The United Nations aid chief says international aid agencies are losing the fight against famine in Yemen, saying the situation has deteriorated rapidly in recent weeks.
Mark Lowcock has told the UN Security Council that 3.5 million people could soon be added to the 8m who already face starvation in Yemen in the fourth year of the a Saudi-led coalition war.
Mr Lowcock describes the situation as bleak.
“We may now be approaching a tipping point beyond which it will be impossible to prevent massive loss of life as a result of widespread famine across the country.
“We are already seeing pockets of famine-like conditions, including cases where people are eating leaves because they have no other form of sustenance.”
Rising food prices and the falling value of the country’s currency as a result of a civil war are putting more families at risk of food insecurity.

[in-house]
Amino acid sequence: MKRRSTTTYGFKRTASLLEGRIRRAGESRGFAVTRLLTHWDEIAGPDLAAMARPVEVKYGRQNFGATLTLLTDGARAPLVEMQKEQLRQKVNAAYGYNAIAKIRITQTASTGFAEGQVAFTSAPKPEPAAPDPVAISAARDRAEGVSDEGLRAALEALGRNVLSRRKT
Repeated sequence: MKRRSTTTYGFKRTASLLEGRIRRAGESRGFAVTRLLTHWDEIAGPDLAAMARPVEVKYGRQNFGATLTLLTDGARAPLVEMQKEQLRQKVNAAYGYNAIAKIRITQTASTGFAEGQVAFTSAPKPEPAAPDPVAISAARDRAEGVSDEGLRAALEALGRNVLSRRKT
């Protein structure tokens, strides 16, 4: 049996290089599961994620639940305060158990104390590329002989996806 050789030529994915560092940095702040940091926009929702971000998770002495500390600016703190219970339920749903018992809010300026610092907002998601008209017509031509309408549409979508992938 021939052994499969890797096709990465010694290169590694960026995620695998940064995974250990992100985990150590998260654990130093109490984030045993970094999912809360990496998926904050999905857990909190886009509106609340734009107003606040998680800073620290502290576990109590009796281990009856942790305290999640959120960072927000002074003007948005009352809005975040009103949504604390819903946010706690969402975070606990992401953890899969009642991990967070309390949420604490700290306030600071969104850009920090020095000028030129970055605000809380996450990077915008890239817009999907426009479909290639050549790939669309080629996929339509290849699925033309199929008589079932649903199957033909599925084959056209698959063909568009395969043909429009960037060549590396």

But another threat comes from fighting around the key port city of Hudaydah, which is the principal lifeline for almost two-thirds of the population.
The Save the Children charity says a total of 5.2m children now face famine.
At least 6660 civilians have been killed and 10,563 injured in this war, according to the UN. Thousands more civilians have died from preventable causes, including malnutrition, disease and poor health.
The fighting and a partial blockade by the coalition have also left 22m people in need of humanitarian aid, created the world’s largest food security emergency and led to a cholera outbreak that is thought to have affected 1.1m people.